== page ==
He murdered his wife and her lover, was tried for witchcraft and dabbled in sadomasochism. But it is for his glorious music, not his grisly crimes, that we should remember Carlo Gesualdo, writes Clemency Burton-Hill.

‘Irrefutably badass’ is not the obvious phrase to reach for when discussing a late-Renaissance lutenist and composer whose output was chiefly a capella madrigals and settings of sacred texts. But it is how Alex Ross, the esteemed critic of The New Yorker describes Don Carlo Gesualdo, who died 400 years ago this week – and badass Gesualdo indisputably was, both as a musician and as a man.

A figure of fascination over the years for artists as diverse as Igor Stravinsky, Aldous Huxley, Bernardo Bertolucci and Werner Herzog, the continuing fixation on Gesualdo four centuries after his death is not surprising when you consider the grisly and gruesome details of his biography.

We tend to think of classical music as a rather staid affair; its practitioners generally well-behaved servants at court who busy themselves with counterpoint and harmony, not murder and sadism. Gesualdo, on the other hand, lived a life – and death – that the most luridly resourceful director of slasher B-movies might struggle to dream up. A prince and nobleman from a prominent aristocratic family in the Kingdom of Naples, at 20 Gesualdo married his 24-year-old first cousin, the legendarily alluring Maria d’Avalos, who already had two marriages behind her. Both husbands are said to have expired “in excess of connubial bliss”.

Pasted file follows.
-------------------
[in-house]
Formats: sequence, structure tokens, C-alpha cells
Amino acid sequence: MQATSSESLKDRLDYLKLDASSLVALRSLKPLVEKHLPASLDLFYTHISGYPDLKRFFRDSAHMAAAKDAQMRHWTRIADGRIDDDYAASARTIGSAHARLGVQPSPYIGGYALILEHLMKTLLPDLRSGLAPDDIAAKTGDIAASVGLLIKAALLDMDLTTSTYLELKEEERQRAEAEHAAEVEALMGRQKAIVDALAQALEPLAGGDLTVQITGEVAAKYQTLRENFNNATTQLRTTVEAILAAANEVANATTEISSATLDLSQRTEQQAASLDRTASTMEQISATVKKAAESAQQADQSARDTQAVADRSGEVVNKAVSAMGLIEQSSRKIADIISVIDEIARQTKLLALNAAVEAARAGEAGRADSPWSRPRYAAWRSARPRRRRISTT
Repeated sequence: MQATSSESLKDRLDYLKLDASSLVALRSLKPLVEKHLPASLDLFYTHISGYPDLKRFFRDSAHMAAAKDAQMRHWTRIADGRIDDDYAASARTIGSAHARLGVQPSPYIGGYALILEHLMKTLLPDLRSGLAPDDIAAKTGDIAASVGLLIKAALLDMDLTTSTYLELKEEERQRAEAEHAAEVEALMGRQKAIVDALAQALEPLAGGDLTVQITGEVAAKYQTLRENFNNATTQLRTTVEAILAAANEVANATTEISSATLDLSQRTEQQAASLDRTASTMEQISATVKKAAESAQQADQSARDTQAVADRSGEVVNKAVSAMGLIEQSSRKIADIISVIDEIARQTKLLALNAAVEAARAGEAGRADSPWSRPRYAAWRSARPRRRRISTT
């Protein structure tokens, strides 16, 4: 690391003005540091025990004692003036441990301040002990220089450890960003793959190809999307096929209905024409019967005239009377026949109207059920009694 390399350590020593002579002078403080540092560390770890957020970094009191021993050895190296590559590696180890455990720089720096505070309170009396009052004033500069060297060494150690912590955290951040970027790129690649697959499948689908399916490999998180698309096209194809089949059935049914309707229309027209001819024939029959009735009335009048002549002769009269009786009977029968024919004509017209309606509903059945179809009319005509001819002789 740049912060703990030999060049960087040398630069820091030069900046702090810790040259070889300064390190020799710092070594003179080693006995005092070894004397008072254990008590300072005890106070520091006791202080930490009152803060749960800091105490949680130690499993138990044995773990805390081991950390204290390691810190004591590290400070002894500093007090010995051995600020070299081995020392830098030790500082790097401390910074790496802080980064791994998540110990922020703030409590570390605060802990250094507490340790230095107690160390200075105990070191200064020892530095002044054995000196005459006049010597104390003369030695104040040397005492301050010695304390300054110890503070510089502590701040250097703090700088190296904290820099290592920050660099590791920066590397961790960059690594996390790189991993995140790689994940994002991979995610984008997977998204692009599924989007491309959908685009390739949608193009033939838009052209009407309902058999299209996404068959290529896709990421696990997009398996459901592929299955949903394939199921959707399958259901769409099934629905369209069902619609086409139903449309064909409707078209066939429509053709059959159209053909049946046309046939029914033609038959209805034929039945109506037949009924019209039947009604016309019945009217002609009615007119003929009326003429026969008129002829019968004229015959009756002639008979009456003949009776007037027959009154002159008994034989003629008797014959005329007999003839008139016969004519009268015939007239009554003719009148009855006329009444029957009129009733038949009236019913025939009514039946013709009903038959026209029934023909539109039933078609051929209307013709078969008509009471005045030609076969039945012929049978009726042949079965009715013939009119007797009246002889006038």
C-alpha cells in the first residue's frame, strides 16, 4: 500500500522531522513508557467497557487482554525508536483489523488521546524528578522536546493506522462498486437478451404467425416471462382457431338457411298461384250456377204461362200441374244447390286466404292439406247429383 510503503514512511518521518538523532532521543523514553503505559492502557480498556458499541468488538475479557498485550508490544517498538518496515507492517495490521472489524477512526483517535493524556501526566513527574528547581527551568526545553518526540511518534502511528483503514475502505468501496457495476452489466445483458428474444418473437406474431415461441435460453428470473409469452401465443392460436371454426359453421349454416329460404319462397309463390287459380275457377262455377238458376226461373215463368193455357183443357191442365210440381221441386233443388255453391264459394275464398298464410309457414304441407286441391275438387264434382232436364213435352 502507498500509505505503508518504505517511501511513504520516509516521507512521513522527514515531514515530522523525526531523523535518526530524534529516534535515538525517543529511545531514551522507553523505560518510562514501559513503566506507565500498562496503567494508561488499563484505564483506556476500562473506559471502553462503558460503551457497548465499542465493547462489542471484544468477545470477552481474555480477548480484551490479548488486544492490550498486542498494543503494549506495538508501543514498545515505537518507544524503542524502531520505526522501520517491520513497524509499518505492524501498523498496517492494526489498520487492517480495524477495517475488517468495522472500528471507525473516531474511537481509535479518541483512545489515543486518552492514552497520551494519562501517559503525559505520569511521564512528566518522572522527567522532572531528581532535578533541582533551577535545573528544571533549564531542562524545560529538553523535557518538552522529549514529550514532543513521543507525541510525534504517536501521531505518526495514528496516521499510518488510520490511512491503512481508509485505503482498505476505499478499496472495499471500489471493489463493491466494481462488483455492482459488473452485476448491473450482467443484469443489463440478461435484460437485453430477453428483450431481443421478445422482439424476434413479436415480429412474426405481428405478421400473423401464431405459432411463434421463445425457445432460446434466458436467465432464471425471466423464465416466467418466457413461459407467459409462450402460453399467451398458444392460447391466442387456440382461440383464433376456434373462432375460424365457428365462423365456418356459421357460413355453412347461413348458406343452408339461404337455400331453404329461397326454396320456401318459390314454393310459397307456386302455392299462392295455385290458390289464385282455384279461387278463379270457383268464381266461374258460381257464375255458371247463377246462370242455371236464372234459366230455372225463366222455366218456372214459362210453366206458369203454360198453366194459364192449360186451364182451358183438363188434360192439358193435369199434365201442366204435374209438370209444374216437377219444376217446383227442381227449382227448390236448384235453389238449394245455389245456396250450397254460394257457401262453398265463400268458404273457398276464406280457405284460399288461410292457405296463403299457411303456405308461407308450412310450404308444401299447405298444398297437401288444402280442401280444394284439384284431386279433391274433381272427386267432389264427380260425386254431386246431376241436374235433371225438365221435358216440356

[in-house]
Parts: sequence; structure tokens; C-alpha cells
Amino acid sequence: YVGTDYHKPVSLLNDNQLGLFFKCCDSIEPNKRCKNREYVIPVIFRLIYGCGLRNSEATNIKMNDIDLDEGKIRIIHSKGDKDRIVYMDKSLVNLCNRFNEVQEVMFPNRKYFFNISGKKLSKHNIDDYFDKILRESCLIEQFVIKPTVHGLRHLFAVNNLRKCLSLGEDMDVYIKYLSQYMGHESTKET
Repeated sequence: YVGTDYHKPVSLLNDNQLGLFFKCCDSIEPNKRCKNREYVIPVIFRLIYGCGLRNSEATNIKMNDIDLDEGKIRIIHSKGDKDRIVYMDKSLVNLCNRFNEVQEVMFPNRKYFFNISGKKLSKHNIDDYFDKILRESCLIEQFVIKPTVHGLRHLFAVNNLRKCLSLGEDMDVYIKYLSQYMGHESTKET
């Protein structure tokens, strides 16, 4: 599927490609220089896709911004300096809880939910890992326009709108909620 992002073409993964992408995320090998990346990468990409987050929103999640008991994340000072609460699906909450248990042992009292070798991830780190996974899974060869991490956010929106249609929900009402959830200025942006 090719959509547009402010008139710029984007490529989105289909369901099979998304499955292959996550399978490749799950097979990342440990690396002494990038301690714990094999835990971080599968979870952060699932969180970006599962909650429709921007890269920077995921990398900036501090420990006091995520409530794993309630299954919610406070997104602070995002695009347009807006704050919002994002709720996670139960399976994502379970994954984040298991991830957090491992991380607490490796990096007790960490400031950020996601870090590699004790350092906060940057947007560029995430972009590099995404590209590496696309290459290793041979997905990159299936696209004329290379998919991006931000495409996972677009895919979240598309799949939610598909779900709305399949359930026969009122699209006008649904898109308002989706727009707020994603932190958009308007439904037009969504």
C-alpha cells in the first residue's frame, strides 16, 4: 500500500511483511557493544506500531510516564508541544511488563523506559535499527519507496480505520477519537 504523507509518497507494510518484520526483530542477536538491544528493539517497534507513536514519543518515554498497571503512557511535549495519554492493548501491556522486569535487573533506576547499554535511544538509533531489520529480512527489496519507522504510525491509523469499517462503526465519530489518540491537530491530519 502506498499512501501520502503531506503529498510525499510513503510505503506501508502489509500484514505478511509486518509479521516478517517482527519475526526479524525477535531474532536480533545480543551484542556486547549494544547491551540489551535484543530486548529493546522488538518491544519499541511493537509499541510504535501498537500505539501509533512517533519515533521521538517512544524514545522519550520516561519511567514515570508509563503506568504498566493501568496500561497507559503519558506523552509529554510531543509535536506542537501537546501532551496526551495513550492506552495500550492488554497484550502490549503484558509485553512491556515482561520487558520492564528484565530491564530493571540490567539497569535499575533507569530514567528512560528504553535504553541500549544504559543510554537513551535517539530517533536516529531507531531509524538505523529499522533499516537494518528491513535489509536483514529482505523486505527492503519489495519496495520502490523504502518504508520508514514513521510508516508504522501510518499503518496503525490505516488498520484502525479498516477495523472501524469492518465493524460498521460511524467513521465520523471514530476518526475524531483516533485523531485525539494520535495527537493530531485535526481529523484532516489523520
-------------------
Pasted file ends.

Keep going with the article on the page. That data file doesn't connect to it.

One fateful night in October 1590, Gesualdo discovered her in flagrante with the Duke of Andria, Don Fabrizio Carafa (he was wearing Maria’s silk nightgown at the time). Gesualdo immediately set about slaughtering the pair, slashing their limbs with his sword, mutilating their sexual organs, and puncturing their skulls with the bullets of his gun. He then allegedly murdered the baby boy who may or may not have been his or Don Fabrizio’s child by swinging him to death in his castle courtyard.

Immune from the law by dint of his noble status, things didn’t look up much for the prince after that: married again, he became subject to fits of depression that could only be relieved by regular beatings from a group of young boys kept at his castle for this express purpose. Embroiled in both the Spanish Inquisition and a witchcraft trial (he was supposedly tormented by the spells and potions of his rejected former concubine), Gesualdo ended his days in a depressive tumult and is said to have been beaten to death, aged 47, by his servants in some kind of masochistic rampage.

Driven by demons

And so, as the anniversary of that grisly demise marks a timely moment to reflect on Gesualdo’s art, the question arises: are we more intrigued by the music because of what we know of his life story, or do the ghastly details of his biography in some way make the music what it is? As Ross points out: “many bloodier crimes have been forgotten; it’s the nexus of high art and foul play that catches our fancy. As with Gesualdo’s contemporary Caravaggio, who killed a man by stabbing him near the groin, we wonder whether the violence of the art and the violence of the man emanated from the same demoniac source.”